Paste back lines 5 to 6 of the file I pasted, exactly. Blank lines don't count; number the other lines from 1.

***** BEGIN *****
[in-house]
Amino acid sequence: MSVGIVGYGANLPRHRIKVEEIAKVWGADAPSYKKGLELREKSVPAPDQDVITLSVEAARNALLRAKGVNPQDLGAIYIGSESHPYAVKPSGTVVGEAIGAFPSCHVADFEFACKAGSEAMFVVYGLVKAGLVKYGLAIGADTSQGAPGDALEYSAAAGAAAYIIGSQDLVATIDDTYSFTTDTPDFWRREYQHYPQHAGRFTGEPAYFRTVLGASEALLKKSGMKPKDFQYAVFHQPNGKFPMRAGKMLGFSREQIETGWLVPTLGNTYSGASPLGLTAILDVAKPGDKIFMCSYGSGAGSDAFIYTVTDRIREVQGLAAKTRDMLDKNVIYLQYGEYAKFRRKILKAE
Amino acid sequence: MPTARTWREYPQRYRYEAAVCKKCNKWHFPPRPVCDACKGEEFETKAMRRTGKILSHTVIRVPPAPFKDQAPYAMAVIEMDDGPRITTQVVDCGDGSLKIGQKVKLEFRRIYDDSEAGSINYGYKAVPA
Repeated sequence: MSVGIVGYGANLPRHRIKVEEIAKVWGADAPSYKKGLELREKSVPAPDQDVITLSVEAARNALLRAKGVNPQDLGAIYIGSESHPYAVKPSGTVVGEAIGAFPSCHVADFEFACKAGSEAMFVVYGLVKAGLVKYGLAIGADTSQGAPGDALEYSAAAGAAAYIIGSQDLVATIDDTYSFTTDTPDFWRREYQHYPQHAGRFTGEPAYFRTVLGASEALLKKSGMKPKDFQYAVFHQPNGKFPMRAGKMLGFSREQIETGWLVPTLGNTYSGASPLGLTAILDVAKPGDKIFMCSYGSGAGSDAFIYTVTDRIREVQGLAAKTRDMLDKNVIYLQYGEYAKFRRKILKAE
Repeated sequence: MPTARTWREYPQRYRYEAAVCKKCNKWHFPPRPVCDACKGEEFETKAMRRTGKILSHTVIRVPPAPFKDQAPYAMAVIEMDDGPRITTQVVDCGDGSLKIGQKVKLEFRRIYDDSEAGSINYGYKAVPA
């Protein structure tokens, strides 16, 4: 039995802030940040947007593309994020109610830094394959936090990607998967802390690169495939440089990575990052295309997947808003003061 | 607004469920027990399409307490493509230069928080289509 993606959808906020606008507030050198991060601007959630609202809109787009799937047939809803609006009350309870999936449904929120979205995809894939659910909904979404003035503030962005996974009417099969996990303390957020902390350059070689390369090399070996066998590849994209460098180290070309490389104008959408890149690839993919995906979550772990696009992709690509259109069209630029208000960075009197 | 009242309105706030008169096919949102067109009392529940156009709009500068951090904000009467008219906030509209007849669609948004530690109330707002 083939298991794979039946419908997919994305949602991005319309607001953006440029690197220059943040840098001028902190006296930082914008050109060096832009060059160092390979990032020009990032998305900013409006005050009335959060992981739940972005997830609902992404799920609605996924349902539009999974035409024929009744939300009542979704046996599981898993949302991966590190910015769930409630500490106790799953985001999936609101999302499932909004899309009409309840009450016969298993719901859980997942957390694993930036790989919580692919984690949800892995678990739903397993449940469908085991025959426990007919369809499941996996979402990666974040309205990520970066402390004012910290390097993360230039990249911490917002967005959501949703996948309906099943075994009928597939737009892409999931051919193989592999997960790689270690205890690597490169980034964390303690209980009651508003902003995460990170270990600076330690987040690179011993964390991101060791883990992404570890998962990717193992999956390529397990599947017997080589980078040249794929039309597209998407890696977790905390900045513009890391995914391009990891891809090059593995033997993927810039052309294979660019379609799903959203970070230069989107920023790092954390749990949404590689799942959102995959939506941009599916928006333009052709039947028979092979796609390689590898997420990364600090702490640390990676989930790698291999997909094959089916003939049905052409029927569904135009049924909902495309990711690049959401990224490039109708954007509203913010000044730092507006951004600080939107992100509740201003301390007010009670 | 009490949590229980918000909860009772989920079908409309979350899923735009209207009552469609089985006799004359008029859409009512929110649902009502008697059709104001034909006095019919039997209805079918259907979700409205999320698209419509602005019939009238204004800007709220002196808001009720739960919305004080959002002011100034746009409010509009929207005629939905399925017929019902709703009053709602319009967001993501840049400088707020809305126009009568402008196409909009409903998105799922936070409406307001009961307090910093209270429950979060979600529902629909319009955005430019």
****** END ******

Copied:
Repeated sequence: MPTARTWREYPQRYRYEAAVCKKCNKWHFPPRPVCDACKGEEFETKAMRRTGKILSHTVIRVPPAPFKDQAPYAMAVIEMDDGPRITTQVVDCGDGSLKIGQKVKLEFRRIYDDSEAGSINYGYKAVPA
């Protein structure tokens, strides 16, 4: 039995802030940040947007593309994020109610830094394959936090990607998967802390690169495939440089990575990052295309997947808003003061 | 607004469920027990399409307490493509230069928080289509 993606959808906020606008507030050198991060601007959630609202809109787009799937047939809803609006009350309870999936449904929120979205995809894939659910909904979404003035503030962005996974009417099969996990303390957020902390350059070689390369090399070996066998590849994209460098180290070309490389104008959408890149690839993919995906979550772990696009992709690509259109069209630029208000960075009197 | 009242309105706030008169096919949102067109009392529940156009709009500068951090904000009467008219906030509209007849669609948004530690109330707002 083939298991794979039946419908997919994305949602991005319309607001953006440029690197220059943040840098001028902190006296930082914008050109060096832009060059160092390979990032020009990032998305900013409006005050009335959060992981739940972005997830609902992404799920609605996924349902539009999974035409024929009744939300009542979704046996599981898993949302991966590190910015769930409630500490106790799953985001999936609101999302499932909004899309009409309840009450016969298993719901859980997942957390694993930036790989919580692919984690949800892995678990739903397993449940469908085991025959426990007919369809499941996996979402990666974040309205990520970066402390004012910290390097993360230039990249911490917002967005959501949703996948309906099943075994009928597939737009892409999931051919193989592999997960790689270690205890690597490169980034964390303690209980009651508003902003995460990170270990600076330690987040690179011993964390991101060791883990992404570890998962990717193992999956390529397990599947017997080589980078040249794929039309597209998407890696977790905390900045513009890391995914391009990891891809090059593995033997993927810039052309294979660019379609799903959203970070230069989107920023790092954390749990949404590689799942959102995959939506941009599916928006333009052709039947028979092979796609390689590898997420990364600090702490640390990676989930790698291999997909094959089916003939049905052409029927569904135009049924909902495309990711690049959401990224490039109708954007509203913010000044730092507006951004600080939107992100509740201003301390007010009670 | 009490949590229980918000909860009772989920079908409309979350899923735009209207009552469609089985006799004359008029859409009512929110649902009502008697059709104001034909006095019919039997209805079918259907979700409205999320698209419509602005019939009238204004800007709220002196808001009720739960919305004080959002002011100034746009409010509009929207005629939905399925017929019902709703009053709602319009967001993501840049400088707020809305126009009568402008196409909009409903998105799922936070409406307001009961307090910093209270429950979060979600529902629909319009955005430019």